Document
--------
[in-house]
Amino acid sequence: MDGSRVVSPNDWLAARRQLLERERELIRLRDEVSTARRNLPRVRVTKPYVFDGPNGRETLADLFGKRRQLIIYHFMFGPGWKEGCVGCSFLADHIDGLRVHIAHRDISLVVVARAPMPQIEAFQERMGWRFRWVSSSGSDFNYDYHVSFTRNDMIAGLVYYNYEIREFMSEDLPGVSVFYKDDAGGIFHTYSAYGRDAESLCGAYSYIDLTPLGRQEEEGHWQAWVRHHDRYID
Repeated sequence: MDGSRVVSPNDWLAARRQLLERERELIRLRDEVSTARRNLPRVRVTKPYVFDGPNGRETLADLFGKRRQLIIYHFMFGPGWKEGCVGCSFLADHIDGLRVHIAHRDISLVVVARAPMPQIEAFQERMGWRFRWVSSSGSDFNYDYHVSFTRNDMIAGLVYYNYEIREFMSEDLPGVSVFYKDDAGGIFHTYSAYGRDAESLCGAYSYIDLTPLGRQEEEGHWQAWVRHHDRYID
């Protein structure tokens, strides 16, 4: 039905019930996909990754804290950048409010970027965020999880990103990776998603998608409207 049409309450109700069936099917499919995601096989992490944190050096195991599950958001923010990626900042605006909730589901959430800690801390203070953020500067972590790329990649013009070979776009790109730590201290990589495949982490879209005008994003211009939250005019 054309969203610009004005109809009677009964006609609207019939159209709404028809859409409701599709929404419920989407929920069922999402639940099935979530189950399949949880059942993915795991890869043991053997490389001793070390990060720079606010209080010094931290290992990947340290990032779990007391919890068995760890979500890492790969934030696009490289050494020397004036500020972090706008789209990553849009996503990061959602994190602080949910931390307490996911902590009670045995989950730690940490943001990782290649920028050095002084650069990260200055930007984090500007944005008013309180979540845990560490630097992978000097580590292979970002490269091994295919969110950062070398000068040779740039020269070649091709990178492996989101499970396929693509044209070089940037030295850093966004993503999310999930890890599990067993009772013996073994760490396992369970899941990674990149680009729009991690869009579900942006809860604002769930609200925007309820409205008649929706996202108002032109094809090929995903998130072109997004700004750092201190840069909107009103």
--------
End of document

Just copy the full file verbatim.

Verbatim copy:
[in-house]
Amino acid sequence: MDGSRVVSPNDWLAARRQLLERERELIRLRDEVSTARRNLPRVRVTKPYVFDGPNGRETLADLFGKRRQLIIYHFMFGPGWKEGCVGCSFLADHIDGLRVHIAHRDISLVVVARAPMPQIEAFQERMGWRFRWVSSSGSDFNYDYHVSFTRNDMIAGLVYYNYEIREFMSEDLPGVSVFYKDDAGGIFHTYSAYGRDAESLCGAYSYIDLTPLGRQEEEGHWQAWVRHHDRYID
Repeated sequence: MDGSRVVSPNDWLAARRQLLERERELIRLRDEVSTARRNLPRVRVTKPYVFDGPNGRETLADLFGKRRQLIIYHFMFGPGWKEGCVGCSFLADHIDGLRVHIAHRDISLVVVARAPMPQIEAFQERMGWRFRWVSSSGSDFNYDYHVSFTRNDMIAGLVYYNYEIREFMSEDLPGVSVFYKDDAGGIFHTYSAYGRDAESLCGAYSYIDLTPLGRQEEEGHWQAWVRHHDRYID
């Protein structure tokens, strides 16, 4: 039905019930996909990754804290950048409010970027965020999880990103990776998603998608409207 049409309450109700069936099917499919995601096989992490944190050096195991599950958001923010990626900042605006909730589901959430800690801390203070953020500067972590790329990649013009070979776009790109730590201290990589495949982490879209005008994003211009939250005019 054309969203610009004005109809009677009964006609609207019939159209709404028809859409409701599709929404419920989407929920069922999402639940099935979530189950399949949880059942993915795991890869043991053997490389001793070390990060720079606010209080010094931290290992990947340290990032779990007391919890068995760890979500890492790969934030696009490289050494020397004036500020972090706008789209990553849009996503990061959602994190602080949910931390307490996911902590009670045995989950730690940490943001990782290649920028050095002084650069990260200055930007984090500007944005008013309180979540845990560490630097992978000097580590292979970002490269091994295919969110950062070398000068040779740039020269070649091709990178492996989101499970396929693509044209070089940037030295850093966004993503999310999930890890599990067993009772013996073994760490396992369970899941990674990149680009729009991690869009579900942006809860604002769930609200925007309820409205008649929706996202108002032109094809090929995903998130072109997004700004750092201190840069909107009103």